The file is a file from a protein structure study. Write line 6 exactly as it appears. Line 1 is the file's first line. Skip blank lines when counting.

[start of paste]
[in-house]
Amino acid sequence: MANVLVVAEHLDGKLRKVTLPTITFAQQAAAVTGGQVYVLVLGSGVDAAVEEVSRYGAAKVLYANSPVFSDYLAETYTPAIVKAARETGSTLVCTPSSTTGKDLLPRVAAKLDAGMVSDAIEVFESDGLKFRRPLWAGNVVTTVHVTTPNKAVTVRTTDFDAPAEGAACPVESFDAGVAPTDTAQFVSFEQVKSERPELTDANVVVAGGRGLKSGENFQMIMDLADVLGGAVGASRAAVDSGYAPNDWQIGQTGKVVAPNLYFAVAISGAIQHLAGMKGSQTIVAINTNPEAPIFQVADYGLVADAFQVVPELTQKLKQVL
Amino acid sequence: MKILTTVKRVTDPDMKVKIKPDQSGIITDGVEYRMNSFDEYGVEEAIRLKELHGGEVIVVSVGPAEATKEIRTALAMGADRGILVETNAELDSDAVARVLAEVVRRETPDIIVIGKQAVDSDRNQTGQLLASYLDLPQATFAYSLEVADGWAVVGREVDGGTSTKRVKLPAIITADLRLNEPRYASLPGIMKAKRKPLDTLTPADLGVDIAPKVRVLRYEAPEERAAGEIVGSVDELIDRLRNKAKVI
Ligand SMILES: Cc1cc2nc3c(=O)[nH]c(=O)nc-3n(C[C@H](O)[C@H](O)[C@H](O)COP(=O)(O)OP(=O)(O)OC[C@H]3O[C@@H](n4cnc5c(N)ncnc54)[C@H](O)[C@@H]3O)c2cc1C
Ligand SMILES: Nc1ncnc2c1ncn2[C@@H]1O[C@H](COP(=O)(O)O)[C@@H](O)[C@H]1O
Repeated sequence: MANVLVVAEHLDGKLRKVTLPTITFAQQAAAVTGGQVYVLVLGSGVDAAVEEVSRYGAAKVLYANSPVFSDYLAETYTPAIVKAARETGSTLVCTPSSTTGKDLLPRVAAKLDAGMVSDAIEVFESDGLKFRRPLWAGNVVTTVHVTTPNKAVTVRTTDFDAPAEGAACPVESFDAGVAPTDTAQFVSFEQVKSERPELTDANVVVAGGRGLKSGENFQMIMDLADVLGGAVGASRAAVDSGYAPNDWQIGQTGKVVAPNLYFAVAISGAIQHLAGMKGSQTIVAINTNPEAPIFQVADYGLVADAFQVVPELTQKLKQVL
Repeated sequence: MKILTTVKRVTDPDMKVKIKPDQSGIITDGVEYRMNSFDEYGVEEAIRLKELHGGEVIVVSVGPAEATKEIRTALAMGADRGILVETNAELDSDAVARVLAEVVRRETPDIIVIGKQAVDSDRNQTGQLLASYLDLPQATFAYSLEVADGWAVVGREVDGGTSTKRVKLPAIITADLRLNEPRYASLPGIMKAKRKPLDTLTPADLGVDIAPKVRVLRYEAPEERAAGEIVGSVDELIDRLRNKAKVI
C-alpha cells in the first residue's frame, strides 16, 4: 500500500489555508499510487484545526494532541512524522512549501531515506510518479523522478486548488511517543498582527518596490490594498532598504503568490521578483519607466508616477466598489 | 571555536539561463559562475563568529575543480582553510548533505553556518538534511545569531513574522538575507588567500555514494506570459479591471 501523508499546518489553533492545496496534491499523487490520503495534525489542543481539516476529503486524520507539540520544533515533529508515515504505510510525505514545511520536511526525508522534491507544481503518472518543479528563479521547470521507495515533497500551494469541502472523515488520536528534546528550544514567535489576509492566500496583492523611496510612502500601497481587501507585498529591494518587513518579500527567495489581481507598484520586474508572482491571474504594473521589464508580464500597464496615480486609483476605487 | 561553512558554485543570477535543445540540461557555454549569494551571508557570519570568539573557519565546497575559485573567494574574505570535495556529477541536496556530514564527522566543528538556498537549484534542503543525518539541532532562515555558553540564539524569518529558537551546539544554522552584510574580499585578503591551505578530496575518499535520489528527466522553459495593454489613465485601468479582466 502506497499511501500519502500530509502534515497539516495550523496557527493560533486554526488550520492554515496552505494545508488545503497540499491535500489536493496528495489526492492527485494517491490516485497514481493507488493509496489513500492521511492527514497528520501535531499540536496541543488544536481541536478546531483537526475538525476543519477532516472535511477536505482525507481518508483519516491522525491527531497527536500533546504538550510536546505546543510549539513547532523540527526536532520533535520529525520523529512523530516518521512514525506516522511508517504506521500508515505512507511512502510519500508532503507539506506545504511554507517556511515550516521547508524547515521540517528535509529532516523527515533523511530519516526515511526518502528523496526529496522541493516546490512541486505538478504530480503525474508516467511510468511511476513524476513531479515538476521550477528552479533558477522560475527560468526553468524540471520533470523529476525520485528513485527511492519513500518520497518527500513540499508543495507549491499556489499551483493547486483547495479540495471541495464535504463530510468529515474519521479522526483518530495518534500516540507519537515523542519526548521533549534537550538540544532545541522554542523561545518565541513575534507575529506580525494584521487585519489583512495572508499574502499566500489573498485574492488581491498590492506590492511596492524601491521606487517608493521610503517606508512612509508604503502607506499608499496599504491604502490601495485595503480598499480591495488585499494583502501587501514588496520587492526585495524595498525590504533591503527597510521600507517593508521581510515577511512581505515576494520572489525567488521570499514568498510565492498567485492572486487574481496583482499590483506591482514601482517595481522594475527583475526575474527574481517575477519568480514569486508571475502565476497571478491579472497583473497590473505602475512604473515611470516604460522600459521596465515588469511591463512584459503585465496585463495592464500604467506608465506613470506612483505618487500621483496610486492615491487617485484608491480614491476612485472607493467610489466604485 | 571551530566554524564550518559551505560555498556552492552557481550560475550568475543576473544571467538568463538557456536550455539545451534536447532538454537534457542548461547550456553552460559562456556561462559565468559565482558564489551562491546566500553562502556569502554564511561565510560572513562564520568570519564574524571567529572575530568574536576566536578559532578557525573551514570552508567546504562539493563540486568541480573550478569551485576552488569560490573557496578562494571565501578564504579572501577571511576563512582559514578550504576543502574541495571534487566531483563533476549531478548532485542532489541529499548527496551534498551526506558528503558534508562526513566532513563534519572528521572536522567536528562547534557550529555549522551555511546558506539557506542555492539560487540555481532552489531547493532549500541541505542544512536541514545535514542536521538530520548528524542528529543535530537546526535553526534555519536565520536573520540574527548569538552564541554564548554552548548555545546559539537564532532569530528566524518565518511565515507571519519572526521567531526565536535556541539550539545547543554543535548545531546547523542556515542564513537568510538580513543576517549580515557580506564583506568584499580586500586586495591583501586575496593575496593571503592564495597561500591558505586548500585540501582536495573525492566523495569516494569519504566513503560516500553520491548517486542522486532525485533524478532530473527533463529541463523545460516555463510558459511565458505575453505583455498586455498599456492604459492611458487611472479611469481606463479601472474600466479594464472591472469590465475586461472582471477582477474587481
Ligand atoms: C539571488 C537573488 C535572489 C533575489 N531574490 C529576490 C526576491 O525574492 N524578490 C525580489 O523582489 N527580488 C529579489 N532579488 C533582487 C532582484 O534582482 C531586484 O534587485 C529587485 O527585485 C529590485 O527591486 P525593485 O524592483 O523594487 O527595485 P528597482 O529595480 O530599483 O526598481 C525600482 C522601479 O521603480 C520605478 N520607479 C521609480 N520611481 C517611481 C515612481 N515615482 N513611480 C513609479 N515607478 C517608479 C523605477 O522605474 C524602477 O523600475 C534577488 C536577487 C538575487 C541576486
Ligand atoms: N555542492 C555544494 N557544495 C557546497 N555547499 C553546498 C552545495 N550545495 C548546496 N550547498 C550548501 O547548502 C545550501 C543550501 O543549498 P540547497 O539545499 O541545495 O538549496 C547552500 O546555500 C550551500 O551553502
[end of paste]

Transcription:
Repeated sequence: MANVLVVAEHLDGKLRKVTLPTITFAQQAAAVTGGQVYVLVLGSGVDAAVEEVSRYGAAKVLYANSPVFSDYLAETYTPAIVKAARETGSTLVCTPSSTTGKDLLPRVAAKLDAGMVSDAIEVFESDGLKFRRPLWAGNVVTTVHVTTPNKAVTVRTTDFDAPAEGAACPVESFDAGVAPTDTAQFVSFEQVKSERPELTDANVVVAGGRGLKSGENFQMIMDLADVLGGAVGASRAAVDSGYAPNDWQIGQTGKVVAPNLYFAVAISGAIQHLAGMKGSQTIVAINTNPEAPIFQVADYGLVADAFQVVPELTQKLKQVL